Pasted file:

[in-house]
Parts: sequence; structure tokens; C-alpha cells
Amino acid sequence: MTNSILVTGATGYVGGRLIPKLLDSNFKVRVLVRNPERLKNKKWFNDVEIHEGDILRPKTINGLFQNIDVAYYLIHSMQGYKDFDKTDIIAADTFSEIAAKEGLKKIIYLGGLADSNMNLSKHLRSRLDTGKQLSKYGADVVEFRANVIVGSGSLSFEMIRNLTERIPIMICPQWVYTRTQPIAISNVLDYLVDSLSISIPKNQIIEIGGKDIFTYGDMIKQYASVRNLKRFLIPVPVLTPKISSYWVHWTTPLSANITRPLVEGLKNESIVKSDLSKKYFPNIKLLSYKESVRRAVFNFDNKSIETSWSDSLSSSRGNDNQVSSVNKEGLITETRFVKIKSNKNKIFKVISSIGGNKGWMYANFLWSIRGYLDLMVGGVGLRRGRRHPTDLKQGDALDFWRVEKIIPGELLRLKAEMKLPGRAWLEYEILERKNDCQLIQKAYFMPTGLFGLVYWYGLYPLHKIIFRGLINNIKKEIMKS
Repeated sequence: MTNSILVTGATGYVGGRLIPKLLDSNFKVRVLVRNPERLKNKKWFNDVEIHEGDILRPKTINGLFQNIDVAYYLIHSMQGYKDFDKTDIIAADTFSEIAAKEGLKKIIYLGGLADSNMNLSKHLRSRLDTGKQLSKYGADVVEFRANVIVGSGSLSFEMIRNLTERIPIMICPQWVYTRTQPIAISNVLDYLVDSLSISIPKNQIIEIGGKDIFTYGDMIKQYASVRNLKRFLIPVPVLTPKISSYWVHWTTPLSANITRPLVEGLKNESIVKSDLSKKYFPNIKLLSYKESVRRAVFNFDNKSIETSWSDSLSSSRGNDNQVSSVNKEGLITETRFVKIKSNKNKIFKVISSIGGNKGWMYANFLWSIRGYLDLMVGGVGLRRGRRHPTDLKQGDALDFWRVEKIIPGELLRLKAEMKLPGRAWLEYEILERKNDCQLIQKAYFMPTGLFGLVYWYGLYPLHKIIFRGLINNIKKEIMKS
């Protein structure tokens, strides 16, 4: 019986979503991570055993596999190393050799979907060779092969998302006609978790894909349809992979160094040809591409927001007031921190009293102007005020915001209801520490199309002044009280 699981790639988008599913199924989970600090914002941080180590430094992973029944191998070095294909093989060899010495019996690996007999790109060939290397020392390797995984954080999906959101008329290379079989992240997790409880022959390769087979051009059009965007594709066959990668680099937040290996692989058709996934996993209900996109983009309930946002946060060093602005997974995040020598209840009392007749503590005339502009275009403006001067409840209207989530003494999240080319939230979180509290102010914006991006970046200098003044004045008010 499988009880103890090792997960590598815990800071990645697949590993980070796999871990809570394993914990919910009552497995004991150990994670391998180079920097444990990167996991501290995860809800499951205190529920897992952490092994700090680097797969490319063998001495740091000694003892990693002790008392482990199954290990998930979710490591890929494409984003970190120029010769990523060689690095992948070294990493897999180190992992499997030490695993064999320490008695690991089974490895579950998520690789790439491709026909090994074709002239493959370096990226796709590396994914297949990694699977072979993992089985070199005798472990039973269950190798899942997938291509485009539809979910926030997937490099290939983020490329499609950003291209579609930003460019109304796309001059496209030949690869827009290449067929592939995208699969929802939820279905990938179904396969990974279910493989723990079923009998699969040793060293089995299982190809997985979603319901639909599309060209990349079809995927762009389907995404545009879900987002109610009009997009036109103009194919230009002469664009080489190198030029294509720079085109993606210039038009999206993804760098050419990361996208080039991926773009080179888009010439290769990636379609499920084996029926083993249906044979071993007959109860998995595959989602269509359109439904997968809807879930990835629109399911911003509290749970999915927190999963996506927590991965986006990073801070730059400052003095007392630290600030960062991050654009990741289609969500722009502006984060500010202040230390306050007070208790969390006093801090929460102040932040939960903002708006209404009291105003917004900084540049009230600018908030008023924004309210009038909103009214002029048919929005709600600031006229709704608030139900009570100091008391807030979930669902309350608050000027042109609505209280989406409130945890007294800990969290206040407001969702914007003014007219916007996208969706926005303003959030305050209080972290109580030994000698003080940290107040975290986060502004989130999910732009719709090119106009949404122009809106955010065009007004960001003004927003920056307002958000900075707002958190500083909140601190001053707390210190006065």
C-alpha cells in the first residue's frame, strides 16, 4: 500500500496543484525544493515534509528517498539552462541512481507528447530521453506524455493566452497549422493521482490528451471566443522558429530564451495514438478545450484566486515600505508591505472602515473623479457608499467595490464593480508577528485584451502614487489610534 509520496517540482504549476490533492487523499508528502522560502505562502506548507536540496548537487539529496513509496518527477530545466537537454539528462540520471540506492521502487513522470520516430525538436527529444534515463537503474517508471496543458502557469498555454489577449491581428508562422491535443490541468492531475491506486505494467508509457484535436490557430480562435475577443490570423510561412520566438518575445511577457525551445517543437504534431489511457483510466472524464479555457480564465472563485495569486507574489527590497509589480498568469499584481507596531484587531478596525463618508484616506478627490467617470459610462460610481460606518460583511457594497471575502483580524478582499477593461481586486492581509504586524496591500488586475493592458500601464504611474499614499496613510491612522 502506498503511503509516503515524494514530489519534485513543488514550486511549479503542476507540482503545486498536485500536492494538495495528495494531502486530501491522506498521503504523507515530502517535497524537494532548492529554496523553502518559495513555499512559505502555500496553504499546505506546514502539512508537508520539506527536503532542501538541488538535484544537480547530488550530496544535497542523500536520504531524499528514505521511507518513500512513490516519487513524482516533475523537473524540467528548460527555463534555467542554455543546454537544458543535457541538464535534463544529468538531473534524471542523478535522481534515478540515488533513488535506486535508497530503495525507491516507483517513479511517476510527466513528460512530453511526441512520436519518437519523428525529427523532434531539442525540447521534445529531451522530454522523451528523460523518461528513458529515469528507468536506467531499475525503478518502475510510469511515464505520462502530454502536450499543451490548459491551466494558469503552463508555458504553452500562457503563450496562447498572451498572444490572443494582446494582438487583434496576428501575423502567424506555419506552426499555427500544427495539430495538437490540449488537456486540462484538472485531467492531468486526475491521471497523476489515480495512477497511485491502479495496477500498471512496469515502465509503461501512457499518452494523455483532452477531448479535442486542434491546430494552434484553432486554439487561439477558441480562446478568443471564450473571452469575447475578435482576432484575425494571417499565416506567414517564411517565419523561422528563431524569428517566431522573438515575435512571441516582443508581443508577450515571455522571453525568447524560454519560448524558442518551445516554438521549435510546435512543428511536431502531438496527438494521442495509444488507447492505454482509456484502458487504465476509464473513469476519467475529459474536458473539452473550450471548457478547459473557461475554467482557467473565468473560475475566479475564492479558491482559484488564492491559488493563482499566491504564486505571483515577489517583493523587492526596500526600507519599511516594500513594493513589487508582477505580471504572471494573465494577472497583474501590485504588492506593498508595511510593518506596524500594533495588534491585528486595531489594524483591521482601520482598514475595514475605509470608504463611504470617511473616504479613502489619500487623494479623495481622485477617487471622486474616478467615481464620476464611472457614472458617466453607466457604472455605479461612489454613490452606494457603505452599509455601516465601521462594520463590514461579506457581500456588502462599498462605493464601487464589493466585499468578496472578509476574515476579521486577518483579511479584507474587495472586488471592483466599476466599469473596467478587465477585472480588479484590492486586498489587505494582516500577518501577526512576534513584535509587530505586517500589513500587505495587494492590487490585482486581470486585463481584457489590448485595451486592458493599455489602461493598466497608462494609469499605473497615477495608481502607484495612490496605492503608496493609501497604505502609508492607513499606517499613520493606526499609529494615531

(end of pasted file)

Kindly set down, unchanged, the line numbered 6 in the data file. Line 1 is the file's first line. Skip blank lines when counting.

C-alpha cells in the first residue's frame, strides 16, 4: 500500500496543484525544493515534509528517498539552462541512481507528447530521453506524455493566452497549422493521482490528451471566443522558429530564451495514438478545450484566486515600505508591505472602515473623479457608499467595490464593480508577528485584451502614487489610534 509520496517540482504549476490533492487523499508528502522560502505562502506548507536540496548537487539529496513509496518527477530545466537537454539528462540520471540506492521502487513522470520516430525538436527529444534515463537503474517508471496543458502557469498555454489577449491581428508562422491535443490541468492531475491506486505494467508509457484535436490557430480562435475577443490570423510561412520566438518575445511577457525551445517543437504534431489511457483510466472524464479555457480564465472563485495569486507574489527590497509589480498568469499584481507596531484587531478596525463618508484616506478627490467617470459610462460610481460606518460583511457594497471575502483580524478582499477593461481586486492581509504586524496591500488586475493592458500601464504611474499614499496613510491612522 502506498503511503509516503515524494514530489519534485513543488514550486511549479503542476507540482503545486498536485500536492494538495495528495494531502486530501491522506498521503504523507515530502517535497524537494532548492529554496523553502518559495513555499512559505502555500496553504499546505506546514502539512508537508520539506527536503532542501538541488538535484544537480547530488550530496544535497542523500536520504531524499528514505521511507518513500512513490516519487513524482516533475523537473524540467528548460527555463534555467542554455543546454537544458543535457541538464535534463544529468538531473534524471542523478535522481534515478540515488533513488535506486535508497530503495525507491516507483517513479511517476510527466513528460512530453511526441512520436519518437519523428525529427523532434531539442525540447521534445529531451522530454522523451528523460523518461528513458529515469528507468536506467531499475525503478518502475510510469511515464505520462502530454502536450499543451490548459491551466494558469503552463508555458504553452500562457503563450496562447498572451498572444490572443494582446494582438487583434496576428501575423502567424506555419506552426499555427500544427495539430495538437490540449488537456486540462484538472485531467492531468486526475491521471497523476489515480495512477497511485491502479495496477500498471512496469515502465509503461501512457499518452494523455483532452477531448479535442486542434491546430494552434484553432486554439487561439477558441480562446478568443471564450473571452469575447475578435482576432484575425494571417499565416506567414517564411517565419523561422528563431524569428517566431522573438515575435512571441516582443508581443508577450515571455522571453525568447524560454519560448524558442518551445516554438521549435510546435512543428511536431502531438496527438494521442495509444488507447492505454482509456484502458487504465476509464473513469476519467475529459474536458473539452473550450471548457478547459473557461475554467482557467473565468473560475475566479475564492479558491482559484488564492491559488493563482499566491504564486505571483515577489517583493523587492526596500526600507519599511516594500513594493513589487508582477505580471504572471494573465494577472497583474501590485504588492506593498508595511510593518506596524500594533495588534491585528486595531489594524483591521482601520482598514475595514475605509470608504463611504470617511473616504479613502489619500487623494479623495481622485477617487471622486474616478467615481464620476464611472457614472458617466453607466457604472455605479461612489454613490452606494457603505452599509455601516465601521462594520463590514461579506457581500456588502462599498462605493464601487464589493466585499468578496472578509476574515476579521486577518483579511479584507474587495472586488471592483466599476466599469473596467478587465477585472480588479484590492486586498489587505494582516500577518501577526512576534513584535509587530505586517500589513500587505495587494492590487490585482486581470486585463481584457489590448485595451486592458493599455489602461493598466497608462494609469499605473497615477495608481502607484495612490496605492503608496493609501497604505502609508492607513499606517499613520493606526499609529494615531